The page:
Starmer takes it step by step in the phoney war that is a general election campaign | John Crace

Call it the phoney war. The government has long since stopped governing. Politics is now conducted entirely through the prism of a general election campaign. The Tories go through a weekly relaunch in a desperate hunt for credibility. Something that might allow them to at least save some face.

Losing has already been factored in to everyone’s calculations. But still we don’t have a date as Rishi Sunak hangs on for a miracle. At this rate, by the time the election is announced we’re all going to be thoroughly knackered.

On Thursday it was Labour’s turn for a dry run. A no-holds-barred launch of its general election campaign that isn’t, because it hasn’t officially started. If you get my drift. A chance to meet the government-in-waiting which looks more like a government than the one that is in office.

It’s an upside down world we live in now. Nothing is quite what it seems. We’re just waiting. Waiting. A state of both imminence and immanence. Creeps in this petty pace from day to day. Till the last syllable of recorded time. The way to dusty death.

The difference in ambition between the Tories and Labour could not be more pronounced. Sunak had given his relaunch 7.0 in a tiny room with just a handful of hacks present.

He might as well have been in a bunker with his two remaining believers present. It felt unhinged. Whoops Apocalypse! If that is the best Rish! has got he should give up now. At the same time, Esther McVey was upstaging him by declaring war on coloured lanyards. Finger on the pulse, Esther. Finger on the pulse.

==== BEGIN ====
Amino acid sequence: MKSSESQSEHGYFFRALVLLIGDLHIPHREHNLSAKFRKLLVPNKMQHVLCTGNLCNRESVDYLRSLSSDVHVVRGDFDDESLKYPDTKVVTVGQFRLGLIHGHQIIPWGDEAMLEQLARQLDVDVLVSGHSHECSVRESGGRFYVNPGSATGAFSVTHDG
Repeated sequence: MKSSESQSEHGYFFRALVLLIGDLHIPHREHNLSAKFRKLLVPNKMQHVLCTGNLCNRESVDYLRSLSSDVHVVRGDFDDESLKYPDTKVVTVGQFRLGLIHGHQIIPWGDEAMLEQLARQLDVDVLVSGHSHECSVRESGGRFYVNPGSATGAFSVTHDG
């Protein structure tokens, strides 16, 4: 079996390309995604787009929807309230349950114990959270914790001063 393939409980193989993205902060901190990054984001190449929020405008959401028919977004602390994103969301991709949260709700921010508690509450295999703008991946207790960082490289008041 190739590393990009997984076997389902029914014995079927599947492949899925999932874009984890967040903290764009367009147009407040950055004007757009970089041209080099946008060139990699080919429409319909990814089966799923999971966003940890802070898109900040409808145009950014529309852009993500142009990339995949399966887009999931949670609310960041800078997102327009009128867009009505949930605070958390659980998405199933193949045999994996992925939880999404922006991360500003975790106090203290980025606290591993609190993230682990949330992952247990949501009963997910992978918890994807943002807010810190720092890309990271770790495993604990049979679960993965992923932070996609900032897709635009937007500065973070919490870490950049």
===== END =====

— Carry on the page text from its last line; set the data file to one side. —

Labour’s launch at the Backstage Centre in Purfleet was altogether on a bigger scale. Yet somehow far more human. These were people and ideas with whom most could connect. The politics made personal. Though not without its glitches. No one has as yet found a way of assembling the entire shadow cabinet and a few assorted guests on a stage without making everyone look as if they were starring in their own hostage video.

This was to be more of a greatest hits concert – each performer got a five-minute slot – played out under a banner of “My First Steps for Change” alongside a portrait of Keir Starmer looking every inch the 1980s catalogue model. Check out those slacks. Though whatever you do, don’t call it a pledge card. Any resemblance to 1997 was entirely coincidental.

First up was Angela Rayner. “This is Labour’s First Steps,” she began. Just in case we had missed this. First Steps, mind. As opposed to the First Missions which Starmer had launched over a year ago, and which most of us could barely remember now. Though the Missions had not been entirely forgotten. Just, shall we say, somewhat superseded. An occupational hazard in a Never Ending election campaign. Let’s call it a refocus.

Thank you and goodnight, said Angela as she introduced Rachel Reeves to tee up Step One. This amounted to a commitment to not crash the economy. It’s a sign of how far we’ve fallen as a country that a promise not to make everyone worse off provokes an outburst of gratitude from voters. Tears of relief that we won’t all become destitute. Stability is no longer boring: it’s a lifestyle aspiration. But that wasn’t all. We still hoped to become the fastest-growing economy in the G7, but let’s just take things one thing at a time.